Common Core testing begins in California next week

SAN FRANCISCO (KGO) -- Schools in California will begin administering the Common Core test next week. Last year schools had a practice run, but now it counts.

While school districts say the new curriculum is preparing students to be critical thinkers, some are having a hard time adjusting.

The Common Core has not been very popular with parents and a little difficult for some teachers. But how about students?

Students for the most part learn that schoolwork must be memorized. That's true to a certain extent, but as part of the Common Core curriculum, students are being asked to thoroughly understand concepts.

"And more importantly be able to demonstrate than they know what they can do," San Francisco Unified School District Superintendent Richard Carranza said.

On Tuesday, San Francisco School District officials sat down to work on examples.

In this math question, a student is asked if all the figures on the computer are parallelograms. In the past, the answer would have been yes or no. Now the student must explain his or her answer.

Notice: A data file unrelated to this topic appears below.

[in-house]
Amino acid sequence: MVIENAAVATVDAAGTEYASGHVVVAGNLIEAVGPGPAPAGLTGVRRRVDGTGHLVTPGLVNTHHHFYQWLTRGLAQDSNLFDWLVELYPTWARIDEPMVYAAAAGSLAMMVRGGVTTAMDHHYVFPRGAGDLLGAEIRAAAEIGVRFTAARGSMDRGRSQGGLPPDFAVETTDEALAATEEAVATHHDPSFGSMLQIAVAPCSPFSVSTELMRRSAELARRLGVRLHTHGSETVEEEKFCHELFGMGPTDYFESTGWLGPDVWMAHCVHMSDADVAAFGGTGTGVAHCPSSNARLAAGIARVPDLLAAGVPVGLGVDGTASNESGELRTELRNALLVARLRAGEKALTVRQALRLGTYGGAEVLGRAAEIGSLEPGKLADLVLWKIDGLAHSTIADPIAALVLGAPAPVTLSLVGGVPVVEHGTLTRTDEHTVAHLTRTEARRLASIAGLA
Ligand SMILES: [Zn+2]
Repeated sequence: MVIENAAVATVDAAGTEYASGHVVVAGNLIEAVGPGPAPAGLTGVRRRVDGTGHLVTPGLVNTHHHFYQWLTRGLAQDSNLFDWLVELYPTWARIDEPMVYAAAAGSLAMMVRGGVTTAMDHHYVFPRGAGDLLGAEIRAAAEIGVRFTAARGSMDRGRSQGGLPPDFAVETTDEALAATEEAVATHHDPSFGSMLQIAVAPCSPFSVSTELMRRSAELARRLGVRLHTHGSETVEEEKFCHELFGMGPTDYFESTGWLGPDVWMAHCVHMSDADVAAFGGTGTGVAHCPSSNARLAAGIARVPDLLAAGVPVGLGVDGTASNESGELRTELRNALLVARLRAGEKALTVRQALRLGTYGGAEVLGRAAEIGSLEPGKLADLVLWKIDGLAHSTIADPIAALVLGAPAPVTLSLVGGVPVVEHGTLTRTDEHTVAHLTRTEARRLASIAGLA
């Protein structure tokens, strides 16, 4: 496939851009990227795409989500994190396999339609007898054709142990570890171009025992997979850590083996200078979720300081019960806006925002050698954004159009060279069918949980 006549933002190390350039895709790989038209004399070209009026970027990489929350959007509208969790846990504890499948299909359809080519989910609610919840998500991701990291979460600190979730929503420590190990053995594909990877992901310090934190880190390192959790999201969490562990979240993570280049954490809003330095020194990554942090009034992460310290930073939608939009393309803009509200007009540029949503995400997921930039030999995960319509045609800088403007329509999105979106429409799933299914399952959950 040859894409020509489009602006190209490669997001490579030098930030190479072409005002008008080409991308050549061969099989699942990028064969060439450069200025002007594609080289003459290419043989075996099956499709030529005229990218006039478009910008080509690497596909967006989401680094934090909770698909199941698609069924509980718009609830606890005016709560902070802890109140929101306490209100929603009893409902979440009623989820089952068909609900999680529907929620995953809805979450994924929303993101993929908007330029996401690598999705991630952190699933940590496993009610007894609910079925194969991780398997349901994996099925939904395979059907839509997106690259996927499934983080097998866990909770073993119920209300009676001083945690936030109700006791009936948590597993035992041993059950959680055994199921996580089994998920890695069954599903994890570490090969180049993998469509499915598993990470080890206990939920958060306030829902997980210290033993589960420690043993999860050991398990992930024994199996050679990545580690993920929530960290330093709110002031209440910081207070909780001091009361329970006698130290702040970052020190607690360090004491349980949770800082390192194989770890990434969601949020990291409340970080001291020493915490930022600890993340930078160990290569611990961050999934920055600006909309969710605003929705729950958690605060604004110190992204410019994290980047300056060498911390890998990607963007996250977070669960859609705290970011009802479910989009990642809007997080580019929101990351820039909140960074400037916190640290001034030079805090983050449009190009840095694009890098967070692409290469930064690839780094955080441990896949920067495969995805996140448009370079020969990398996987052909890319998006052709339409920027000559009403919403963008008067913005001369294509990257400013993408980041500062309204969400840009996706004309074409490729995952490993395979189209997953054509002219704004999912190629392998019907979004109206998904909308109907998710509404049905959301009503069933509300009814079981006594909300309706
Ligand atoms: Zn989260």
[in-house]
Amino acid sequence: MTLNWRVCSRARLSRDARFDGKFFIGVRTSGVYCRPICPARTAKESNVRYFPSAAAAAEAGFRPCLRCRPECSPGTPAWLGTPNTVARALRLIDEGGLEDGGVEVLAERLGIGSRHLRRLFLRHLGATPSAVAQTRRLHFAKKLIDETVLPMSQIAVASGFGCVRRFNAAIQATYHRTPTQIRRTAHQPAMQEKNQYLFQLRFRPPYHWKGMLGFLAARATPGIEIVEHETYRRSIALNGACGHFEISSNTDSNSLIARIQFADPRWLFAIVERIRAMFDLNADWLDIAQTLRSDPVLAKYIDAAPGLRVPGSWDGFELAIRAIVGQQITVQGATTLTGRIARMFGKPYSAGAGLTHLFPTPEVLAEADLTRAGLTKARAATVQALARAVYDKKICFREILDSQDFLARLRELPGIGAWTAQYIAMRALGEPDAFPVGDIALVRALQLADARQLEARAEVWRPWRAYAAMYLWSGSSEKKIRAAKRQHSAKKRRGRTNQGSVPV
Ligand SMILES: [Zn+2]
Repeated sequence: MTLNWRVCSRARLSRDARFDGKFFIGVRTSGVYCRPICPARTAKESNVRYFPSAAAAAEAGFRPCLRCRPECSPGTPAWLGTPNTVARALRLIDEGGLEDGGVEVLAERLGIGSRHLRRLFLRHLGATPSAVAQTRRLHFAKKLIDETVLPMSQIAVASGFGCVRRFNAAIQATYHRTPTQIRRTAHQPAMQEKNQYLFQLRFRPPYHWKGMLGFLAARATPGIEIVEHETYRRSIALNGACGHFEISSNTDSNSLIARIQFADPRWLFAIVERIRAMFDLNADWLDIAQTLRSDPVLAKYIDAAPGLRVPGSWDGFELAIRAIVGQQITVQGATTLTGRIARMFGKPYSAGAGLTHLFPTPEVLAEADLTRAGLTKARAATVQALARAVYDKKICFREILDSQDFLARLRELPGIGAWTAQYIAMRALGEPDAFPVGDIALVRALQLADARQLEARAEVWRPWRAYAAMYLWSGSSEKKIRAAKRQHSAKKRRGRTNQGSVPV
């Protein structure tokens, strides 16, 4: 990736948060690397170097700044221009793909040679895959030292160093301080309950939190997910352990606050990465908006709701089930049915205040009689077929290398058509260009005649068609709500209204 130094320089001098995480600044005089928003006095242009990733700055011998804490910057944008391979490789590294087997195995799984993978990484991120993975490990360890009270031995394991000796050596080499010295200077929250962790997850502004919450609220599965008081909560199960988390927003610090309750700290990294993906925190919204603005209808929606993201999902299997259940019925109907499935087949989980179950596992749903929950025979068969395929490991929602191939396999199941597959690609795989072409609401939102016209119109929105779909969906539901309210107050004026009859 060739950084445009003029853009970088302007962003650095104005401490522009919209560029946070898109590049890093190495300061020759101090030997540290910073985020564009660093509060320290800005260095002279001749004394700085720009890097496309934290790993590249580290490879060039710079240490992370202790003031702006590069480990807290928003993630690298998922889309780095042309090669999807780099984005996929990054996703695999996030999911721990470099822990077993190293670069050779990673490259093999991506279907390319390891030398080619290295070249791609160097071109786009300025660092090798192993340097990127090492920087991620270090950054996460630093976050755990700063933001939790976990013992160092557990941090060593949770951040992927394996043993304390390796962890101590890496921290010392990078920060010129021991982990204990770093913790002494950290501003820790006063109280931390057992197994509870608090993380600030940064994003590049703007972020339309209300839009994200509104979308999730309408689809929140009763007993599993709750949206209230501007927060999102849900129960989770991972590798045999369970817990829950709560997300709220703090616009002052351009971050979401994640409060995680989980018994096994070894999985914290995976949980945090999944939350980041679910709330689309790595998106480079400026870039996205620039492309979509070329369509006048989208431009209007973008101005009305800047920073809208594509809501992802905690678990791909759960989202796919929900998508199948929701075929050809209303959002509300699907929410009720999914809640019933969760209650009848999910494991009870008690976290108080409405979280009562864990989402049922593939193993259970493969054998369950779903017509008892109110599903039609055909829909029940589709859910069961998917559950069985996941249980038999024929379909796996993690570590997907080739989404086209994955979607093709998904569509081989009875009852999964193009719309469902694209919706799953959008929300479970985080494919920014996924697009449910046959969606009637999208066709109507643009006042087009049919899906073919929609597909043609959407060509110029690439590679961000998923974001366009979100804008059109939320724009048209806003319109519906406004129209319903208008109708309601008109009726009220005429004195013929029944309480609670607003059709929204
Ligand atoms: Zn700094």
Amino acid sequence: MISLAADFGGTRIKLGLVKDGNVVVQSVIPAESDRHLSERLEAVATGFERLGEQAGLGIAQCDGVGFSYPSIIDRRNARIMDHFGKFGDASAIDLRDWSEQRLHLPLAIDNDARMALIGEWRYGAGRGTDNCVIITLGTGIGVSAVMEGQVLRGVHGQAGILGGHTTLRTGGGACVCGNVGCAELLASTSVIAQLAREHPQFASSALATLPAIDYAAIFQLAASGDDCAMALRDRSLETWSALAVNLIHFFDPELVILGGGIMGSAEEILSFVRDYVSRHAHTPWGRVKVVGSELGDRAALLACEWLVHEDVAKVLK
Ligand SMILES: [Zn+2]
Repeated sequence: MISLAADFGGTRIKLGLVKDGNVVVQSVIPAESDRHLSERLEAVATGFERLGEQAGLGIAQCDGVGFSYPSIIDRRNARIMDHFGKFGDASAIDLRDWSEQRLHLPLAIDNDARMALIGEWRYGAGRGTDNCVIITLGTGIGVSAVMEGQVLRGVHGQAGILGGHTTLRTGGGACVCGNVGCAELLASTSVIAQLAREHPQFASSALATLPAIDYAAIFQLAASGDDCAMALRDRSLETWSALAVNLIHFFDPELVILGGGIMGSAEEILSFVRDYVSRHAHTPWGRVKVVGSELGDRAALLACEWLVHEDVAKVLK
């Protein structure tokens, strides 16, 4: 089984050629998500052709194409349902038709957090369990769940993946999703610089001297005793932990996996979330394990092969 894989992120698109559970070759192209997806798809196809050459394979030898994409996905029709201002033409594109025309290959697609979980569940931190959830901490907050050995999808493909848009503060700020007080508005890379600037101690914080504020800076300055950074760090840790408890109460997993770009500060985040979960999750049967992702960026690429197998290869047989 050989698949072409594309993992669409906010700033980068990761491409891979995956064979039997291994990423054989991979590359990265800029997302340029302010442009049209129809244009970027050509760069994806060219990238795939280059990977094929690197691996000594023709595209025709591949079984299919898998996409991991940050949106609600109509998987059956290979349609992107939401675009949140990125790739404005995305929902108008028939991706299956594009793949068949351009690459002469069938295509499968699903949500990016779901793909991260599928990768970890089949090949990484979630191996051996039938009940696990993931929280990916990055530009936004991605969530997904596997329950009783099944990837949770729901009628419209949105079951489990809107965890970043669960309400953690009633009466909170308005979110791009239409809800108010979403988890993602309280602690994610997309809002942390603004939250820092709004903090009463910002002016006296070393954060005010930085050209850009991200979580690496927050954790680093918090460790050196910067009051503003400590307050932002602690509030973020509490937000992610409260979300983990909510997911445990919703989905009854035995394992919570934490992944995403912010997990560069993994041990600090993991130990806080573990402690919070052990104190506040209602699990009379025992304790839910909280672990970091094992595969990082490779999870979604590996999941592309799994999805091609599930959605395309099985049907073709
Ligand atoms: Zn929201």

Getting here hasn't been easy. Teachers have been retrained in the Common Core curriculum.

"A lot of the math problems on the computer, you may not know in class they'll teach you ways to do it," student Jailynn Bermudez said.

But in some schools the use of computers is limited and not every child has one at home.

"Writing on computers is difficult for me because I'm new to typing and writing on paper is normal for me," student Brandon Arena said.

Still, next week students in California will begin taking the Common Core exam. Unlike the old STAR testing which took several days of testing, a school will now have from March 10 through the end of May to conduct all of its testing without disrupting learning.

"The window for the testing is pretty long, 6-8 weeks," Ritu Khanna with San Francisco Unified School District said.

Because it's so spread out, San Francisco Unified School District will be able to assign one computer to ten students.

"It is a different way of teaching, it's a different ways of learning but it is a better preparation for our children in the 21st century," San Francisco School Board Member Sandra Lee Fewer said.
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